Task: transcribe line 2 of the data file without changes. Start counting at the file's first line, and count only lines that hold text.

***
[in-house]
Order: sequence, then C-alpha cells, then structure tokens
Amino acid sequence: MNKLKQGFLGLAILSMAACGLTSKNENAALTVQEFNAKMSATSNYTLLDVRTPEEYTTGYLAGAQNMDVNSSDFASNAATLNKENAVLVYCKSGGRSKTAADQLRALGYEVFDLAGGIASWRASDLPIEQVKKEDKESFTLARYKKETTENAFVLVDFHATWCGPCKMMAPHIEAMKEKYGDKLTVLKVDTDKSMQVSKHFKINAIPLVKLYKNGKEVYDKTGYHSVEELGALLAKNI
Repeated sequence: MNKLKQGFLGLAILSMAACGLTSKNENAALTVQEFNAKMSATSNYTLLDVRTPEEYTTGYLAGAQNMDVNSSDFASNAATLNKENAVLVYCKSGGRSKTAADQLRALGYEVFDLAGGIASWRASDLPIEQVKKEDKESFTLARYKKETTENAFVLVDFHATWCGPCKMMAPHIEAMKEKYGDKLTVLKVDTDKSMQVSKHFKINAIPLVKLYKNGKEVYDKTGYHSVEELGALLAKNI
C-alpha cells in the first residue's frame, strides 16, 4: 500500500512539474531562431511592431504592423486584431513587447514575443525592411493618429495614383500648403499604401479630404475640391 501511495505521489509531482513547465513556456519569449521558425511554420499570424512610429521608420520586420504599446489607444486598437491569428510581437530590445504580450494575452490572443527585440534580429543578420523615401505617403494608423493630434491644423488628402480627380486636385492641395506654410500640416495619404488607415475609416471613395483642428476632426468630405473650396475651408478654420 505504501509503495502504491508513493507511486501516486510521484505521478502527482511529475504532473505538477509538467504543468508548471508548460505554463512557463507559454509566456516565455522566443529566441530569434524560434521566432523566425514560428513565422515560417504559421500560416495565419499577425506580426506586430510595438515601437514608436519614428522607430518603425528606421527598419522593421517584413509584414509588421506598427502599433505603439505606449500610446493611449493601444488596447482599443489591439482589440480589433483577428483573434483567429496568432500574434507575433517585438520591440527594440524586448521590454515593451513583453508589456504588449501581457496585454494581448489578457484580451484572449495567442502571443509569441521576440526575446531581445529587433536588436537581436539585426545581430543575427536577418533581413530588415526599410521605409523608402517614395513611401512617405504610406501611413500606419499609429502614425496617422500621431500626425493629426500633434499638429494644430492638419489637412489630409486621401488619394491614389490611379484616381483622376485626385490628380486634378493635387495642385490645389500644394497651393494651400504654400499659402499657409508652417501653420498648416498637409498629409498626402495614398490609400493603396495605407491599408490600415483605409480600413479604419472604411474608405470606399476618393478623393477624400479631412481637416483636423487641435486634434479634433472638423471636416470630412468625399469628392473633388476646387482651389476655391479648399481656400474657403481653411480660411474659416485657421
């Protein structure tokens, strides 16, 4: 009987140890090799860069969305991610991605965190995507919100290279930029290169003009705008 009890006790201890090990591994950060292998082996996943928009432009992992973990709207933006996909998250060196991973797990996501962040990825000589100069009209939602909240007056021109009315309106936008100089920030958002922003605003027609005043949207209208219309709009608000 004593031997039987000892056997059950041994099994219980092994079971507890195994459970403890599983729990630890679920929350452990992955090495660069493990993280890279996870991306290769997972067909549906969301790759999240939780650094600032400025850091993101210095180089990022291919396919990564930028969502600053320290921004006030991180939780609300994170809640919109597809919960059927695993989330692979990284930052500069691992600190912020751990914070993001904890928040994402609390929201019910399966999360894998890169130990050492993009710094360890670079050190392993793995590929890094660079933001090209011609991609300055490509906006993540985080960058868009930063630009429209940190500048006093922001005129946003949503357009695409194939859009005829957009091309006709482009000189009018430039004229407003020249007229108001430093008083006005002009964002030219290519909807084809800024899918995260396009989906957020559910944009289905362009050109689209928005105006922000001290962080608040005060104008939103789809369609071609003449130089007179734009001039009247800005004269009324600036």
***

Order: sequence, then C-alpha cells, then structure tokens